-> . . . over 20,000 customers opened a new bank account or switched to TSB.

      Good example of rats swimming toward a sinking ship.

  4. Patricia Trudgeon
    Aug 28, 2018 at 11:50 pm

    TSB (Trustee Savings Bank) was first acquired by Lloyds in 1999. Although not as botchy as with Sabadell, the acquisition of a building society proved to be a far more difficult affair than Lloyds had envisaged. TSB customers had brought the cash to Lloyds but there were in general less sophisticated customers. Few of my TSB customers had debit cards let alone credit cards and the purpose of opening an account at a building society was to save money, not to spend it. That may explain why even today, few TSB customers have bothered to switch. They are worried about what would happened to their money. They would rather wait to make sure all is fixed, compensation is paid and then maybe only a few will switch.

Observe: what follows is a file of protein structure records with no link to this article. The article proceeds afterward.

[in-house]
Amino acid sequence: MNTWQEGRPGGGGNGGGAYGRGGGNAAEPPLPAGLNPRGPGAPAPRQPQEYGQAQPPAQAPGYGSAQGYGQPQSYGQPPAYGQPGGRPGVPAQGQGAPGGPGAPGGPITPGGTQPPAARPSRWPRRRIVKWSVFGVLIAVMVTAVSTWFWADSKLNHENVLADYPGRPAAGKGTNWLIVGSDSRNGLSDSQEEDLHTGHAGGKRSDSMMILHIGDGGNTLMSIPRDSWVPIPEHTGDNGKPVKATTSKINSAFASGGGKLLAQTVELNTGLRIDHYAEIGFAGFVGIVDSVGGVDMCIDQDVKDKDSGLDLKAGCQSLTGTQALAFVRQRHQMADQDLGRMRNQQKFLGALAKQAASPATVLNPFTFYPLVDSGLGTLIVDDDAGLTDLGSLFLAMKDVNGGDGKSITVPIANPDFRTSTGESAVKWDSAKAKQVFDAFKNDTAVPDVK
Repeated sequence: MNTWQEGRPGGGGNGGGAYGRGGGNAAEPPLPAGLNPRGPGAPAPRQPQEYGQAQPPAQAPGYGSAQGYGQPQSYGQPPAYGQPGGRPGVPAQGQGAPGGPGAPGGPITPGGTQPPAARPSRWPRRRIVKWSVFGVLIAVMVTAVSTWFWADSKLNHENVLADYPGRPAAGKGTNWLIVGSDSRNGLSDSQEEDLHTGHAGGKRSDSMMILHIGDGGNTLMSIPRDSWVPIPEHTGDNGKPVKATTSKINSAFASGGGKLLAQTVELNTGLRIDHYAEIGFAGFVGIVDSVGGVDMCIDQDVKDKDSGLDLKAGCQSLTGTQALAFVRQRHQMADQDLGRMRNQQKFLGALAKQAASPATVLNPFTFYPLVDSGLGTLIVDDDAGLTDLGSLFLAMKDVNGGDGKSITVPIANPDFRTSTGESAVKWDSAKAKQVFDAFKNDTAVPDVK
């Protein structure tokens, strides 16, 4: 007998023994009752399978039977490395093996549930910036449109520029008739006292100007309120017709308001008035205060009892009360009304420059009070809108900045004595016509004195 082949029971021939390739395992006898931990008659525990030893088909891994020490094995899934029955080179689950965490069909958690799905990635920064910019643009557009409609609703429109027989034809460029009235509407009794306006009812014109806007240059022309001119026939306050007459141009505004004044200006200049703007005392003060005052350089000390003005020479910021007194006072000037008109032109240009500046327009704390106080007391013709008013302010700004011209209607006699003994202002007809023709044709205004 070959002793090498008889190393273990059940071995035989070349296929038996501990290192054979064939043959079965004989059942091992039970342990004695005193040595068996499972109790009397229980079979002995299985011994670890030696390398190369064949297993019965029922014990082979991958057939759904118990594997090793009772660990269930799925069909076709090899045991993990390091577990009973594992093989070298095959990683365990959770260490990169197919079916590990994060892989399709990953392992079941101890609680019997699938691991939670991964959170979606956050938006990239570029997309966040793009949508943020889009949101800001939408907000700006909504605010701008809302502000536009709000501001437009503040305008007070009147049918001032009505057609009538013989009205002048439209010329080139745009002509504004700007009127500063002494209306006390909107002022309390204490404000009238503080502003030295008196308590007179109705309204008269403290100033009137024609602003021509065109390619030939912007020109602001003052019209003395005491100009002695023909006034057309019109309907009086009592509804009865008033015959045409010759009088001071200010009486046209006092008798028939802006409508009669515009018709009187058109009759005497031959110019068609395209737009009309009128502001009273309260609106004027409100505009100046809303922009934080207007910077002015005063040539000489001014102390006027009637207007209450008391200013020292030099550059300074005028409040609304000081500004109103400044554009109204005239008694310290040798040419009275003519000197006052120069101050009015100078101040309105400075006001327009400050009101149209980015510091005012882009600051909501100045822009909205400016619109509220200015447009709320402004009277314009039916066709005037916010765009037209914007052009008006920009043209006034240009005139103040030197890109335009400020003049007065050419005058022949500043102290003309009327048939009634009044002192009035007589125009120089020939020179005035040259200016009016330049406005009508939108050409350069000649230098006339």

• Mary
      Aug 29, 2018 at 10:23 am

      Some explanation of the British banking system would help. Are the customer accounts at TSB what Americans would understand as checking accounts? Because if it’s the account you use every day, then the bank’s problems would be causing you a world of pain, and it would seem the height of apathy not to switch banks. But if these are basically just savings accounts, then a wait and see attitude makes more sense.

  5. Frederick
    Aug 29, 2018 at 12:13 am

    Wells Fargo and Goldman Sucks come to mind Wasn’t it GS that called their clients stupid cattle or something like that and basically belittled them for being so naive?Yup I thought so Personally I would never do business with such a group of psychopaths but I guess that’s just me

    • JungleJim
      Aug 29, 2018 at 7:30 am